Another part is like learning to show off creatively, you know? I feel like a lot of what I’ve learned about myself as an artist is that I need strict deadlines and strict rules. And so when I started Japanese Breakfast, I wrote a song every day for the month of June. And I had 30 tracks at the end, and a lot of them ended up being a really wonderful source for later songs.
And similarly, when I wrote the book, I was like, okay, I have a word count of 80,000 words that I’m supposed to hit. So I wrote 1,000 words every day until I hit 80,000. And then the same way, with the script, I was like, “Okay, you have to write five pages every day until until you hit 100, then go back and revise.”
So I learned a lot from each project that helped me. I’m really good at being ruthless. I’m not an editor who likes to rework things, I just cut them. I prefer to just write a lot, and if it doesn’t work, cut it. It’s actually harder for me to tinker with it to make it work.
Crying in H Mart was presented as this kind of exemplary narrative of growing up as a biracial person in America, being Korean-American, and living with intersectional identities. Do you feel pressure to be an ambassador or a figurehead for these communities?
I feel some of that pressure, and I know I have a big platform and a lot of exposure that kind of puts me in that position. But I also feel incredibly validated that this book isn’t just read by Asian Americans or biracials. It’s been read by a whole diverse group of people and so much so that it’s been on the bestseller list for 38 weeks, you know?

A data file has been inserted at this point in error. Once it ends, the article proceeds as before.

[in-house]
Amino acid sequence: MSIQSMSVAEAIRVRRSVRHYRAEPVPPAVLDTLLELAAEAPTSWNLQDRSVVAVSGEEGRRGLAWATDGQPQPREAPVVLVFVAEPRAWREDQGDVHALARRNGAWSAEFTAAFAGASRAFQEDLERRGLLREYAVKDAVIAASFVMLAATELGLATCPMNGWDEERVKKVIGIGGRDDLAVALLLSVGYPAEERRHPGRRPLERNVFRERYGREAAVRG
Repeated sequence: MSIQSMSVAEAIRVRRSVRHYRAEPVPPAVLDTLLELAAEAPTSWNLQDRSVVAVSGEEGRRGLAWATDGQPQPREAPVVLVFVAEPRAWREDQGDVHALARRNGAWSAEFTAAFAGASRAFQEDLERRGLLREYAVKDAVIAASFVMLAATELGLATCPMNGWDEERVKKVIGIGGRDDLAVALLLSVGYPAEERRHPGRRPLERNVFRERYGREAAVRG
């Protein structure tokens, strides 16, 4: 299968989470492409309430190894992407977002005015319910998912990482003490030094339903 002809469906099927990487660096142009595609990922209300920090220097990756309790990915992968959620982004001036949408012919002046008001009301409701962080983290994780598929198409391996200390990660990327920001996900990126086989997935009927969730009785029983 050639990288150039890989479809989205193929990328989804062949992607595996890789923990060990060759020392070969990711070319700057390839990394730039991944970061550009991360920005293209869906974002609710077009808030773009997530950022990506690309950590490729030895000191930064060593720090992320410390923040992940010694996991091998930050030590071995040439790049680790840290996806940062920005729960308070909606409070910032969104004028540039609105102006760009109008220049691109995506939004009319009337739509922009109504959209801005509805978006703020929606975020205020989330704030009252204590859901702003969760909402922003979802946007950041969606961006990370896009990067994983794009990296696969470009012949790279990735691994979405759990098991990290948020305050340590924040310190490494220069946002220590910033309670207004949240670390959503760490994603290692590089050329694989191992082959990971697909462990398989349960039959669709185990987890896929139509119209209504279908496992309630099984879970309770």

And so I think it’s a really exciting time for me, because I never felt like I could be a main character. I feel like my story isn’t just an Asian-American story, it’s a story of mothers and daughters. It’s about grief, it’s about food. It’s a question of memory, of maturity, of creativity. And I feel like there are all these touchstones that a wide variety of people can relate to, and I think that’s very exciting.
There are many people who consider me an ambassador for a certain type of representation. But I think I just want to contribute to that and present more nuanced and individual detailed stories, and open the floodgates for more things like that. The more these stories get out into the world, the less this [labeling] will be the case and we will only tell stories.
What’s the last song you had stuck in your head?
I strangely had the Spanish version of “Come On Over Baby (All I Want Is You)” by Christina Aguilera. Last night, I said to myself, “I’m only drinking two beers, because I want to feel fresh tomorrow…”
Famous last words.
“And then we thought, [singing] “Solamente tú! Solamente tú!” And then everyone had that in mind.
It’s that one and “As It Was” by Harry Styles.
Newsweek’s ongoing Coachella coverage is available online at newsweek.com and on On Beat, available wherever you get your podcasts.